Seregil says that Tej has a “genuine talent for writing stories that are spiced with gritty realism” exploring challenging themes in a realistic way while avoiding “melodramatic moments”; Tej counterbalances the harshness and grittiness with “moments of beauty and a few humorous elements”. Seregil says that one of the best things about the novel is that Tej “explores attraction, sex and different forms of sexuality in an admirably bold and realistic way”, and “dares to explore different kind of sexuality”.

In conclusion, Seregil describes Dinnusos Rises as a “prime example of what gifted authors are capable of achieving when they have courage to write about various themes and issues in a bold and insightful way”, and says it is “one of the best novels of the year” that “dares to be different and wonderfully showcases the diversity of the genre and its possibilities”. His summary is that Dinnusos Rises is “excellent in every possible way, because it’s a daring, thought-provoking and satisfyingly gritty novel”.

This was a very brief précis of Seregil’s review which you should read here.

 

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Elsewhen Press announces second book in YA Fantasy trilogy from New Zealand author Rebecca Hall

The Eternity War is still being waged and the Academy remains caught up in it. The new Principal is an angel, the Teratology teacher is a vampire, the Instrument of Peace is hiding, but who is the Instrument of War?

DARTFORD, KENT – 24 April 2017 – Elsewhen Press, an independent UK publisher specialising in Speculative Fiction, is delighted to announce the latest book by New Zealand author Rebecca Hall. Instrument of War is the second book of Symphony of the Cursed, a YA fantasy trilogy set in the central North Island of New Zealand. Instrument of War continues from Instrument of Peace, the first book in the trilogy, as Mitch, Hayley and Nikola return for their final year in the International Academy of Magic at Lake Moawhango. The Angels are coming…

Artwork by Alison Buck

Artwork by Alison Buck

The Host wants to know what the Academy was trying to hide and why the Fallen agreed to it. They want the Instrument of War, the one thing that can tip the Eternity War in their favour and put an end to the stalemate. Any impact on the Academy staff, students or buildings is just collateral damage.

Mitch would like to forget that the last year ever happened, but that doesn’t seem likely with Little Red Riding Hood now teaching Teratology. The vampire isn’t quite as terrifying as he first thought, but she’s not the only monster at the Academy. The Fallen are spying on everyone, the new Principal is an angel and there’s an enchanting exchange student with Faerie blood.

Angry and nervous of the angels surrounding him, Mitch tries to put the pieces together. He knows that Hayley is the Archangel Gabriel. He knows that she can determine the course of the Eternity War. He also knows that the Fallen will do anything to hide Gabriel from the Host – even allowing an innocent girl to be kidnapped.

Peter Buck, Editorial Director at Elsewhen Press, said “With her exciting trilogy, Rebecca has firmly established New Zealand as a location for contemporary fantasy, not just Middle Earth! Fans of YA fantasy, readers of all ages, have been captivated by Instrument of Peace, impressed by Rebecca’s well thought-through magic system, the depth of her characters, and the believable nature of their relationships. What comes next in Instrument of War will both enchant and surprise. We are delighted to be able to help Rebecca bring her vision and talent to such an appreciative audience.”

Instrument of War, Book II of the Symphony of the Cursed trilogy, will be published in eBook formats in June 2017 and in paperback in September 2017.

Notes for Editors

About Rebecca Hall

Rebecca HallRebecca started writing when she was supposed to be studying for her exams at Otago University but somehow passed anyway, eventually graduating with a decorative piece of paper. She moved to the UK to pursue a career in publishing and after a couple of mishaps ended up in Edinburgh and sold Symphony of the Cursed to Elsewhen Press, which is not quite the career she had in mind. The career she did have in mind was along more editorial lines, which is why she is now a volunteer at Inspired Quill and a freelance copy-editor for everyone else. She also has a blog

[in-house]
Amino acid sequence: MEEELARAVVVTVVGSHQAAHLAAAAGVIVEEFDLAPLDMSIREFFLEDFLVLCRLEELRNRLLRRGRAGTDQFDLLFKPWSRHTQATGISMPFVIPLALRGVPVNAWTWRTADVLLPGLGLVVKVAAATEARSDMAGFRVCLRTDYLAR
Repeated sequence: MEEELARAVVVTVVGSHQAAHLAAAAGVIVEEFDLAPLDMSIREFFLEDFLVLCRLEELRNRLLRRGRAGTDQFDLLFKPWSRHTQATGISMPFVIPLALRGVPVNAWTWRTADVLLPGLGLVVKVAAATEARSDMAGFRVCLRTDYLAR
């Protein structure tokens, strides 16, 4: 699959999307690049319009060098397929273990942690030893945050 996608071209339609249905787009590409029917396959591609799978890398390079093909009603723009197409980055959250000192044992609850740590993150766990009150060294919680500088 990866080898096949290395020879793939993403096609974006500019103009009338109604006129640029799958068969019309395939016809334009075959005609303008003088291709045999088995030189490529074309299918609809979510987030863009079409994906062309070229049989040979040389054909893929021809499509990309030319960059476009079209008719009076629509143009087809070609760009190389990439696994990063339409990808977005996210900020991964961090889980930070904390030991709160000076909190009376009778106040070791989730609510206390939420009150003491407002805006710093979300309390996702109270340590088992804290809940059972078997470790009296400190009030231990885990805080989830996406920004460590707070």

which she infrequently remembers to update, where those mysterious things known as short stories can be found.

visit bit.ly/InstrumentOfWar

 

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“Attention to detail” – review of Dinnusos Rises by Sheri A. Wilkinson

Artwork: Alison Buck

Artwork: Alison Buck

On a number of review sites, including Library Thing, Sheri A. Wilkinson has just posted her review of Dinnusos Rises, the sequel to The Janus Cycle by Tej Turner. She noted that the use of a series of narrators, the main characters in the story, meant that she “got to feel what each was going through”. She also commented that “Attention to detail brings you deeper into the story”. She had not previously read The Janus Cycle (but is now going to). She says she enjoyed Dinnusos Rises and is sure that other readers will enjoy it too.

You can read Sheri’s review on Library Thing here.

 

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Don’t Look Back by John Gribbin now available to pre-order

Artwork: David A. Hardy

Artwork: David A. Hardy

Don’t Look Back, the definitive retrospective collection of short stories by John Gribbin is now available to pre-order from major eBook retailers. Many of the stories in this collection were originally published in Analog and other magazines. Some were precursors to John’s classic novels Innervisions, Double Planet, The Alice Encounter and Father to the Man. As well as 23 Science Fiction short stories, three of which John wrote with his son Ben Gribbin, this collection includes two Science Fact essays on subjects beloved of science fiction authors and readers. In one essay, John provides scientifically accurate DIY instructions for creating a time machine; and in the other, he argues that the Moon is, in fact, a Babel Fish!

Complementing John’s stories is the fantastic cover designed by legendary space artist David A. Hardy.

Don’t Look Back will be published in eBook formats on the 5th May and in paperback on the 7th August.

For more details and links to retailers visit bit.ly/DontLookBackJohnGribbin